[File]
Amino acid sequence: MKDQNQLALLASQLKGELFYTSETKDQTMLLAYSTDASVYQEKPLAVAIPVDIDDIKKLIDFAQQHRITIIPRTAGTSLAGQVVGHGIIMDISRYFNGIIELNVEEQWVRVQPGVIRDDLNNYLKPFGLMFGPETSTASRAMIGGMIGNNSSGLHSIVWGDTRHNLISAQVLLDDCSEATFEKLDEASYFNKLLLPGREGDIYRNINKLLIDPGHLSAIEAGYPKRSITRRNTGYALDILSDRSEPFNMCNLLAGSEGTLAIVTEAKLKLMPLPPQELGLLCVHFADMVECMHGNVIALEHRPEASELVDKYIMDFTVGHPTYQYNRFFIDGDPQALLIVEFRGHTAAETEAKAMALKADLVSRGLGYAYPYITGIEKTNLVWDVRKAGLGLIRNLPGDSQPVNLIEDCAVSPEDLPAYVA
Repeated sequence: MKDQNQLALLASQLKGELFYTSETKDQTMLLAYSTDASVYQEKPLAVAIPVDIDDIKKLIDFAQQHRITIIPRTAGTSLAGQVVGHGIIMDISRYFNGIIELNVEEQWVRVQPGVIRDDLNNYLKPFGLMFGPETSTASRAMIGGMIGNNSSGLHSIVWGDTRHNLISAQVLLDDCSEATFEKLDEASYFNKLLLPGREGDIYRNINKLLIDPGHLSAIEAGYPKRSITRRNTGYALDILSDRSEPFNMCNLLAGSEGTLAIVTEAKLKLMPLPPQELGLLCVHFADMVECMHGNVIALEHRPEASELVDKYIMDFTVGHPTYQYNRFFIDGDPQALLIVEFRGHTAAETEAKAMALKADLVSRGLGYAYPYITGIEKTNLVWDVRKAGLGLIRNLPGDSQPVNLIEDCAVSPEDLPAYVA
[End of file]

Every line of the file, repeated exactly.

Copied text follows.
Amino acid sequence: MKDQNQLALLASQLKGELFYTSETKDQTMLLAYSTDASVYQEKPLAVAIPVDIDDIKKLIDFAQQHRITIIPRTAGTSLAGQVVGHGIIMDISRYFNGIIELNVEEQWVRVQPGVIRDDLNNYLKPFGLMFGPETSTASRAMIGGMIGNNSSGLHSIVWGDTRHNLISAQVLLDDCSEATFEKLDEASYFNKLLLPGREGDIYRNINKLLIDPGHLSAIEAGYPKRSITRRNTGYALDILSDRSEPFNMCNLLAGSEGTLAIVTEAKLKLMPLPPQELGLLCVHFADMVECMHGNVIALEHRPEASELVDKYIMDFTVGHPTYQYNRFFIDGDPQALLIVEFRGHTAAETEAKAMALKADLVSRGLGYAYPYITGIEKTNLVWDVRKAGLGLIRNLPGDSQPVNLIEDCAVSPEDLPAYVA
Repeated sequence: MKDQNQLALLASQLKGELFYTSETKDQTMLLAYSTDASVYQEKPLAVAIPVDIDDIKKLIDFAQQHRITIIPRTAGTSLAGQVVGHGIIMDISRYFNGIIELNVEEQWVRVQPGVIRDDLNNYLKPFGLMFGPETSTASRAMIGGMIGNNSSGLHSIVWGDTRHNLISAQVLLDDCSEATFEKLDEASYFNKLLLPGREGDIYRNINKLLIDPGHLSAIEAGYPKRSITRRNTGYALDILSDRSEPFNMCNLLAGSEGTLAIVTEAKLKLMPLPPQELGLLCVHFADMVECMHGNVIALEHRPEASELVDKYIMDFTVGHPTYQYNRFFIDGDPQALLIVEFRGHTAAETEAKAMALKADLVSRGLGYAYPYITGIEKTNLVWDVRKAGLGLIRNLPGDSQPVNLIEDCAVSPEDLPAYVA